The Seville Psychopediatrics Foundation began its activity in 1973, constituted by a group of families with children with intellectual disabilities to meet their needs at school age. In 1975, its legal form became that of a parents’ association, called the Association of the Institute of Pediatric Psychology. In 2008, the Fundación Psicopediatría de Sevilla was created as a non-profit entity, declared of public utility, which in 2009 subrogated the existing agreements with the Ministry of Equality and Social Policies and the Ministry of Education that with the Junta de Andalucía had in force. the Asociation. Its activity today includes a Special Education College, a Day Center with Occupational Therapy, a Day Center for people with intellectual disabilities and highly dependent people and the La Motilla Residence for the Seriously Affected.
As he explains, Elena Blasco, manager of the Fundación Psicopediatría de Sevilla, among his values stands out experience, innovation and quality in a constant commitment to continuous improvement. “We were born in 1973 and we have a long history and a competent and professional multidisciplinary team which requires constant training and knowledge”. In addition, he underlines his commitment to equity, where “each person is unique and we provide them with a personalized and comprehensive care”, and for inclusion, “promoting the removal of social barriers, work, family and educational. All this philosophy is reflected in an activity that demonstrates his defense of the dignity and rights of people with intellectual disabilities, support for families to improve their living conditions and the promotion of ischool, work and social integration of these people.
On the other hand, they actively work so that Sevillian society knows the world of disability and, for this reason, “we have created the program ‘Showing Diversity‘, which favors the vision towards the outside; we show the capacities to strengthen socialization with visits to schools, where the students of the Foundation explain their day to day and we also receive visits to our center promoting coexistence”, explains Blasco, who is also president of the Provincial Association of Seville to in favor of People with Intellectual Disabilities (Aprose).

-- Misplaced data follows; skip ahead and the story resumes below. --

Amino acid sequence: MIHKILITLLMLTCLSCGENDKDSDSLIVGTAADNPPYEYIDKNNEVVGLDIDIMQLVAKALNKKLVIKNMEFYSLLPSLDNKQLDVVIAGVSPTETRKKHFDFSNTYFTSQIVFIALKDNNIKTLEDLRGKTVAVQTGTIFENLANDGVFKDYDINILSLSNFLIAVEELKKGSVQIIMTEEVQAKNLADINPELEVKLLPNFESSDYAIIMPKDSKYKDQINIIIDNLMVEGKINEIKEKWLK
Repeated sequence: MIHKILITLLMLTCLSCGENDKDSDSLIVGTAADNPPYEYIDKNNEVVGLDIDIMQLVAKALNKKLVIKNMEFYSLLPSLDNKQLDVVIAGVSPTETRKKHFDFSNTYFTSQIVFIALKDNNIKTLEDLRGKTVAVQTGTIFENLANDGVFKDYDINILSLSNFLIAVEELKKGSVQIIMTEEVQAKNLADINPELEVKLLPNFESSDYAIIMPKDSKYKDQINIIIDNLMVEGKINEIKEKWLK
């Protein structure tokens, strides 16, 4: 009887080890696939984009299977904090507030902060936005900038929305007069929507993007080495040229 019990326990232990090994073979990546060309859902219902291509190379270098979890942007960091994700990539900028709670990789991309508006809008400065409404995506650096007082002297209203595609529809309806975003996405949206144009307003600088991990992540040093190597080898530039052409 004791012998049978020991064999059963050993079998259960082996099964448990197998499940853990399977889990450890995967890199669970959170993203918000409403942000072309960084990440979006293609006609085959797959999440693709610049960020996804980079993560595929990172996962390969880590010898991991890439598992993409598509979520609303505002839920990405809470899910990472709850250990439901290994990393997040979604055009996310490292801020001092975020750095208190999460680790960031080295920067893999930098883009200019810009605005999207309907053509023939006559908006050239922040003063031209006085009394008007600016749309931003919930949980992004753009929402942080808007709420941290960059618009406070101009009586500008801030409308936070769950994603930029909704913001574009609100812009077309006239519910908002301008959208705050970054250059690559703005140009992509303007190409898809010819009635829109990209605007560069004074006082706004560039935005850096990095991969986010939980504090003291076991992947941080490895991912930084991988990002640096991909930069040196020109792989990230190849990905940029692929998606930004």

With this type of visits to other centers they have been pioneers in their field; As in other initiatives, such as the project developed with the Health Observatory of the Seville City Council in relation to the affective-sexual. “A subject that has been denied or silenced until now; Emotional and sexual education is a right of all people, whether or not they have a disability, ”she underlines. The project has the participation of a specialized sexologist. From there arose a study of quality of life and sexuality with the Seville consistory. This study was published and that led to their participation as speakers in the annual sessions ‘I feel too’. Along the same lines, they have been pioneers in addressing other sensitive aspects in this group, such as grief in people with disabilities.
In recent years, the entity has developed the project RSCAP, Social Responsibility of Capacities, in a nod to the initials of Corporate Social Responsibility (CSR) of companies. “The objective of this program is the social and labor inclusion of the users of the San José Occupational Day Center through collaboration agreements with companies, in order to participate actively in the production phase of these companies, promoting in a practical way the awareness, visibility, normalization and, therefore, the social transformation both in the labor market and in society as a whole”. All this affects cohesion, relationships, job satisfaction, teamwork and productivity.
From running a poultry farm, gardening and orchards; to the careful production of tapestries on looms, the assembly of pieces or the packaging of gloves, the works carried out by the users of the Foundation are an example of integration and professional work.
Its intervention programs go through autonomy and personal care, improvement in physical and health conditions, cognitive and communication skills, household and daily living skills and the promotion of social skills and of stake in the community.
A walk through its facilities shows in a crystalline way the human quality of the users and professionals that make up this community. “It is important that society change its perception of many things. We must make society aware that we are essential for many people. It would be important for special education centers to have a degree”, emphasizes Blasco.
In addition to belonging to the Federations of the sector, the entity makes agreements and collaborations with universities, SMEs and companies to continue adding projects and resources and to be able to continue serving the nearly 190 families they serve.